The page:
“Sanctuaries MBON” Receives NOPP 2016 Excellence in Partnering Award

The National Oceanographic Partnership Program is pleased to announce the 2016 Excellence in Partnering award recipient: National Marine Sanctuaries as Sentinel Sites for a Demonstration Marine Biodiversity Observation Network (MBON). Led by Dr. Frank Muller-Karger with the University of South Florida, the Sanctuaries MBON project seeks to provide near real-time information on the status and trends of life in the sea. The project is designed to monitor changes in marine biodiversity in two US National Marine Sanctuaries — Florida Keys and Monterey Bay, working jointly with the NOAA Office of National Marine Sanctuaries and the U.S. Integrated Ocean Observing System (IOOS).

The Sanctuaries MBON team uses satellite seascapes to guide sampling in the Florida Keys. In situ Chl-a, specific absorption of phytoplankton (aph), detritus (ad), and CDOM (ag), and harmful algal blooms (HABs) counts from the FWC HAB program at selected sampling sites during the March 14-18 cruise. [Figure Credit]
In 2016, the team made funds available to explore potential expansion of the project into the Flower Garden Banks National Marine Sanctuary. The overall objectives of the Sanctuaries MBON project are to:

  • Integrate and synthesize information from ongoing monitoring programs coordinated by the U.S. IOOS;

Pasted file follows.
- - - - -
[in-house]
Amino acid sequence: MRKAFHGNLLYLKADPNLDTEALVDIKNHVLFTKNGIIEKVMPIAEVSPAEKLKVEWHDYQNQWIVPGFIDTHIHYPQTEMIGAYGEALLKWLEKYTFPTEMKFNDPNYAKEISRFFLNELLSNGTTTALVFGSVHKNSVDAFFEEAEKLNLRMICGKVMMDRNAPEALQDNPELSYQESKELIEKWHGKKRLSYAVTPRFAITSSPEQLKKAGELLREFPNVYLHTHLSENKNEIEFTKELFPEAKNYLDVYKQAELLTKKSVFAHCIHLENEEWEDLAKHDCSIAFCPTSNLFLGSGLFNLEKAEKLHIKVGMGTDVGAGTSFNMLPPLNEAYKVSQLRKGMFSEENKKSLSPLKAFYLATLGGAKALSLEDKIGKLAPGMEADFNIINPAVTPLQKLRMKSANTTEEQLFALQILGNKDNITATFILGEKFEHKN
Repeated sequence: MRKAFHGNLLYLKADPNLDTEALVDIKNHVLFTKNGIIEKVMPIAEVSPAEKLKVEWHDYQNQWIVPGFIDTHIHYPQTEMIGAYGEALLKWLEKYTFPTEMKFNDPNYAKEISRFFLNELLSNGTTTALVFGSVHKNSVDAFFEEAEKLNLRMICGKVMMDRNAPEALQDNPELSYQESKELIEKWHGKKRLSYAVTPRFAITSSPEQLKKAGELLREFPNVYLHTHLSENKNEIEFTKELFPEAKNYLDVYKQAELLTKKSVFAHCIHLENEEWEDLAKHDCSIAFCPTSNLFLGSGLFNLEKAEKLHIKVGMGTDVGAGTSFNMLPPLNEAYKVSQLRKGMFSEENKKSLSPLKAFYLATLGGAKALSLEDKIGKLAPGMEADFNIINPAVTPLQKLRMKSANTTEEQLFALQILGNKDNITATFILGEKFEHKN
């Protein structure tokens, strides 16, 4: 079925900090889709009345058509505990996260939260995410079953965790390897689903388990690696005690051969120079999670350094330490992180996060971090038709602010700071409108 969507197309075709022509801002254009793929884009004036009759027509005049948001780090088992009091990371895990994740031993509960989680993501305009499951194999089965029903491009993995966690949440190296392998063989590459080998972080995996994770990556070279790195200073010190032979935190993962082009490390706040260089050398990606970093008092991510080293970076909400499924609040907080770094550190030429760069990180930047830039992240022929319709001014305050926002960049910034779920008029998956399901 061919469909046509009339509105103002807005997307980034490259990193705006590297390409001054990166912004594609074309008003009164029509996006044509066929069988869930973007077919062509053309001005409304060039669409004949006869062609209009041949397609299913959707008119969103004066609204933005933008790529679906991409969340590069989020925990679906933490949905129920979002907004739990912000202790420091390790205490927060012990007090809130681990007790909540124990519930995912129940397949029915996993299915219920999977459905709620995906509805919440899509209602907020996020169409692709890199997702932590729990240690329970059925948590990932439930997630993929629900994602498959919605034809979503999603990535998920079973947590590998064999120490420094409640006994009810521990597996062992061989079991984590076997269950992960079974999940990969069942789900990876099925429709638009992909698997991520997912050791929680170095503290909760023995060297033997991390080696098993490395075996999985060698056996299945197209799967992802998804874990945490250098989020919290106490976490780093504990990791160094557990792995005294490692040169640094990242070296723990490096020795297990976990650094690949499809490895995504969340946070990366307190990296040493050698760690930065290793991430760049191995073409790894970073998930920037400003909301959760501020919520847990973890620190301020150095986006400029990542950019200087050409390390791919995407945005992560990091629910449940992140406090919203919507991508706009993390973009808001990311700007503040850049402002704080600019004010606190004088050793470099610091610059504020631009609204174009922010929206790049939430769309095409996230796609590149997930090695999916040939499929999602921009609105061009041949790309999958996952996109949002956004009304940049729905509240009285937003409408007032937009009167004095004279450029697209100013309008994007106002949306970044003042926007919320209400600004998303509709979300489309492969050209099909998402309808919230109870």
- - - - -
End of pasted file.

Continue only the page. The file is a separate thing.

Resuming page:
• Define the minimum set of observations required for implementing a practical, useful MBON;
  • Develop technology for biodiversity assessments through emerging environmental DNA (eDNA) molecular methods and autonomous sample collection;
  • Develop new methods for the detection and tracking of biogeographic seascapes using advanced satellite remote sensing methods;
  • Integrate biodiversity measurements in a relational database that links to national and international databases and that informs NOAA’s emergency response system;
  • Establish a protocol for MBON information to dynamically update Sanctuary status and trends reports; and
  • Understand the linkages between marine biodiversity and the social-economic context of a region.

Monterey Bay National Marine Sanctuary MBON demonstration sites. [Figure Credit]
Sanctuaries MBON is one of three NOPP demonstration projects launched in Fall 2014 with funding from NASA, NOAA’s Office of Ocean Exploration and Research, BOEM, and U.S. IOOS, plus an initial investment from Shell Oil. Funding partners for the national MBON effort have expanded to include NSF’s Division of Polar Programs.  MBON also relies on strong partnership with the U.S. Geological Survey’s Ocean Biogeographic Information System (OBIS) team.

The Sanctuaries MBON team is leading coordination and leveraging resources with the two other MBON demonstrations (Santa Barbara Channel BON and Arctic MBON) towards development of a truly national MBON. They are also contributing to development of the global MBON through the Group on Earth Observations Biodiversity Observation Network (GEO BON) and the Global Ocean Observing System (GOOS).

The MBON demonstration projects are 5-year efforts, with work continuing until summer 2019.

Want to know more about the MBON project? Check out their website!